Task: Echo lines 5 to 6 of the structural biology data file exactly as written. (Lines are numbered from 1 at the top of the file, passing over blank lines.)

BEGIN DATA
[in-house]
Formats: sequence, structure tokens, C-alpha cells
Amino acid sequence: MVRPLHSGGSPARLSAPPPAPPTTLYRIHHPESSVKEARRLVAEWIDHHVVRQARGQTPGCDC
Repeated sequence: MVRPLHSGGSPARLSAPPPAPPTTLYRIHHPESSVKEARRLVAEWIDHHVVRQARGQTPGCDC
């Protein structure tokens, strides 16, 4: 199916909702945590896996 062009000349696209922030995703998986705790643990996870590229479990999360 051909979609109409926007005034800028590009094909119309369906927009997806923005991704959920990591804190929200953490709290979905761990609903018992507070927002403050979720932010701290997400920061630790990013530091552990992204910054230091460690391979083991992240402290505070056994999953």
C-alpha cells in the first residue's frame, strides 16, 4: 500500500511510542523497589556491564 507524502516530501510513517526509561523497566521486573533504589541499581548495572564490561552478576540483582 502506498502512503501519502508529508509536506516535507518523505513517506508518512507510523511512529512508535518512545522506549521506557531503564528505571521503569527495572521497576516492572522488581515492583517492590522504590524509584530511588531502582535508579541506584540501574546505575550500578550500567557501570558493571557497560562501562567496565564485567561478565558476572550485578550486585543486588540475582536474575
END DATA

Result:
């Protein structure tokens, strides 16, 4: 199916909702945590896996 062009000349696209922030995703998986705790643990996870590229479990999360 051909979609109409926007005034800028590009094909119309369906927009997806923005991704959920990591804190929200953490709290979905761990609903018992507070927002403050979720932010701290997400920061630790990013530091552990992204910054230091460690391979083991992240402290505070056994999953």
C-alpha cells in the first residue's frame, strides 16, 4: 500500500511510542523497589556491564 507524502516530501510513517526509561523497566521486573533504589541499581548495572564490561552478576540483582 502506498502512503501519502508529508509536506516535507518523505513517506508518512507510523511512529512508535518512545522506549521506557531503564528505571521503569527495572521497576516492572522488581515492583517492590522504590524509584530511588531502582535508579541506584540501574546505575550500578550500567557501570558493571557497560562501562567496565564485567561478565558476572550485578550486585543486588540475582536474575